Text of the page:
Since the fall of the Berlin Wall, liberalism has been the “only game in town” across the whole of Europe. This is no longer the case. From Helsinki to Warsaw, Rome to Athens, liberals are losing votes to anti-liberal insurgents. The latter represent a very mixed bag, with numerous local variations. Yet they are doing pretty well at the ballot box against the centre-left and centre-right parties that have ruled Europe for many decades.
At first, liberals tried to forge a united front against the “populist threat.” In Greece, socialist PASOK went to bed with its long-standing foe from the New Democracy to prevent Syriza from coming to power. In Italy, Matteo Renzi from the left-wing (former communist) party worked hand in hand with the people from Silvio Berlusconi’s right-wing party to fend off pressure from the Five Stars Movement. This tactic was a mixed blessing for liberals, especially those on the left. PASOK is practically dead, and Partito Democratico, led by Renzi may follow the suit. (We will learn more on the latter in March, after the Italian elections.) A “grand coalition” has seriously weakened social democrats even in economically prosperous countries such as Germany and Holland.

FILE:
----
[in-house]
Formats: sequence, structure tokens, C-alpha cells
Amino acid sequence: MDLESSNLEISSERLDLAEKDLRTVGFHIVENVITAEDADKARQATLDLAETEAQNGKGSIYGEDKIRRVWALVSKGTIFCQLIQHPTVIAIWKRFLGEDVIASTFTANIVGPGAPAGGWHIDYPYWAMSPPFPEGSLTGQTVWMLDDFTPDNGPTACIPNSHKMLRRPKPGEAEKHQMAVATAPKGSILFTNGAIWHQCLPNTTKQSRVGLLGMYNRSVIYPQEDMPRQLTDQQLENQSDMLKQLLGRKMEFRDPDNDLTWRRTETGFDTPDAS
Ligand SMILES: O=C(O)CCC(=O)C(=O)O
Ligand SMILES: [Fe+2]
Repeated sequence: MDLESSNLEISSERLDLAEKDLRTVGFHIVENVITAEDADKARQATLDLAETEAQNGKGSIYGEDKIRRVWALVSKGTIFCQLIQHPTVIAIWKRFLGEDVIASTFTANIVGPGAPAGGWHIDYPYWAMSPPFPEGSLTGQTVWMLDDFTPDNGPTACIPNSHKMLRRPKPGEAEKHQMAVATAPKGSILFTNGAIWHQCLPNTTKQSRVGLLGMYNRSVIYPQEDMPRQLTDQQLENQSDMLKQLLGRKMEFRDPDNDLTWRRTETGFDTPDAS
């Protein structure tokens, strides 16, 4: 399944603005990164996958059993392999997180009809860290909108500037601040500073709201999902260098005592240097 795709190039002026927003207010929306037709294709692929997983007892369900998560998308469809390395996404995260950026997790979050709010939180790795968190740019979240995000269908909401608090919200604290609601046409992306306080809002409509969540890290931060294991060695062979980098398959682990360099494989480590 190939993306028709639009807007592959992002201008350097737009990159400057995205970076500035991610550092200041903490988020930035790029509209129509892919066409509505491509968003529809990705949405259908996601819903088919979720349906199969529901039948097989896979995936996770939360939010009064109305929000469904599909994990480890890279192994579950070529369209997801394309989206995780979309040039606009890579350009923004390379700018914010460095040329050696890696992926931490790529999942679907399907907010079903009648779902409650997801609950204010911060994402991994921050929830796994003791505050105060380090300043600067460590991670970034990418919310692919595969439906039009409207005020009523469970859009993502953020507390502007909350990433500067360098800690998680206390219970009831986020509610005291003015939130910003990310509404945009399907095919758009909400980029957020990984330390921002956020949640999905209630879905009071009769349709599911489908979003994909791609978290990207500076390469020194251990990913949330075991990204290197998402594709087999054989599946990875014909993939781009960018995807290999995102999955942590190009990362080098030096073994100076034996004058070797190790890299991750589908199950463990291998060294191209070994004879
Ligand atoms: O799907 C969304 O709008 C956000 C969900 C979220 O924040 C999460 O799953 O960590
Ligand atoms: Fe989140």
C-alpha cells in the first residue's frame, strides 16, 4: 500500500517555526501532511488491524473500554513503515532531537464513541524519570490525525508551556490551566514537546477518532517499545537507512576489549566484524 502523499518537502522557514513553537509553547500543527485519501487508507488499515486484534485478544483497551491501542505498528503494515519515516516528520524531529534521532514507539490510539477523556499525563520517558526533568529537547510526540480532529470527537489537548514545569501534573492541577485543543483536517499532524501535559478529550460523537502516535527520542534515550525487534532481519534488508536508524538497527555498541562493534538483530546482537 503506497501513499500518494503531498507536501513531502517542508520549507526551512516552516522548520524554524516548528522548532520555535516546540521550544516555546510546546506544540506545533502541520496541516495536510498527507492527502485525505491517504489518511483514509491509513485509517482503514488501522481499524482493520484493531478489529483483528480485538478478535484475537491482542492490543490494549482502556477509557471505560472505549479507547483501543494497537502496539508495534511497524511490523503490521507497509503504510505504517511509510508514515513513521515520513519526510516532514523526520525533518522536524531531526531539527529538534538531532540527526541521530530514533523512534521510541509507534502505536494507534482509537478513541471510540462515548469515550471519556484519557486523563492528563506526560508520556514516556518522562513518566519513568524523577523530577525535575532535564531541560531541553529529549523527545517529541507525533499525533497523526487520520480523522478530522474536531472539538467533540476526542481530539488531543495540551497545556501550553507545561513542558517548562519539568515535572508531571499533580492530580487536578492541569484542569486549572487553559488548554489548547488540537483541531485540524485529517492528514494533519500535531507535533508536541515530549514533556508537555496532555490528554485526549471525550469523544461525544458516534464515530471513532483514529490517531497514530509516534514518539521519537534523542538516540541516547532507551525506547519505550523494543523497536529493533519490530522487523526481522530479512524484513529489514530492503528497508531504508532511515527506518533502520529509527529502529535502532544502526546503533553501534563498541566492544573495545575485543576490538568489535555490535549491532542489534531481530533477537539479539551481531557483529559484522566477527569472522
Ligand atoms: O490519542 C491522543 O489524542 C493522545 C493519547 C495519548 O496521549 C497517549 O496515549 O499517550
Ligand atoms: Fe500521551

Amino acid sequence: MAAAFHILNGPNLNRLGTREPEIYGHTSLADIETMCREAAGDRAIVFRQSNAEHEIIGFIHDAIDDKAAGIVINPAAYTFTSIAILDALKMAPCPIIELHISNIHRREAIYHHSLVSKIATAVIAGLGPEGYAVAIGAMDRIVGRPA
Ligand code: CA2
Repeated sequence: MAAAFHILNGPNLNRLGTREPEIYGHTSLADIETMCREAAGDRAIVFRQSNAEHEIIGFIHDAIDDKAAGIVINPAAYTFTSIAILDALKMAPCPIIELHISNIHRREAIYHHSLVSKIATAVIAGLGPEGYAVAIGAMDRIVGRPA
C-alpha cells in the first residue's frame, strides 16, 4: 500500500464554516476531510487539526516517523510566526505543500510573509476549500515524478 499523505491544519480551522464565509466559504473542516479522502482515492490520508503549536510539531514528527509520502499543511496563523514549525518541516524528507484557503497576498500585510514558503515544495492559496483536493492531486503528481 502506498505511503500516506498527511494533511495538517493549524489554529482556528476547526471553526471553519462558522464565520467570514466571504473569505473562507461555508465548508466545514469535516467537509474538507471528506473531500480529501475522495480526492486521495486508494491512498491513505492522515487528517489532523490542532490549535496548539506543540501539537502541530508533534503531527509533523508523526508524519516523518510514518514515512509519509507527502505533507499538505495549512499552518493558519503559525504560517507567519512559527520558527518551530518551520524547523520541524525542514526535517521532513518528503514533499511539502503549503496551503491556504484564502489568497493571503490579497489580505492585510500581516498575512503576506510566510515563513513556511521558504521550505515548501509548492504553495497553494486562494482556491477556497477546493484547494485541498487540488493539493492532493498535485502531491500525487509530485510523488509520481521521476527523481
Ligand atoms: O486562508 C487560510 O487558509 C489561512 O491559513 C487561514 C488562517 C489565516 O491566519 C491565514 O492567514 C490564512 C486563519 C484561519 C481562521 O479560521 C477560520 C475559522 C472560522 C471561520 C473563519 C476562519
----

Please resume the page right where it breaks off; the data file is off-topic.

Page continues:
More recently, liberals, especially those on the right, have tried a different tactic. They have embraced a “soft” version of populism to defeat their “fully fledged” populist opponents. Mark Rutte in Holland castigated migrants, Emmanuel Macron bashed traditional parties, and Theresa May embraced Brexit. Sebastian Kurz in Austria went even further: in his recent electoral campaign, he adopted populist anti-immigrant rhetoric and later formed a government coalition with the party of the late Jörg Haider. (Finland witnessed a similar coalition with populists.) This tactic too is likely to be a mixed blessing, especially for those on the right. The distinction between soft and hard populism is fuzzy, and soft populists will be pressed to harden their stance when faced with the next economic, migratory or security crisis. Can liberalism survive such a populist turn?
The latest medicine for fading liberalism is called: the big idea. Liberals should stop being defensive and use their greatest weapon – intellectual capacity. Populists lack the necessary expertise to propose a vision of Europe fit for the 21st century. They are able to criticize, but they are not capable of offering plausible solutions to growth, security and democracy. They are a force of destruction, not a force of hope and vision. Liberals can do much better and offer the voters a positive alternative to chaotic and shallow populist programs.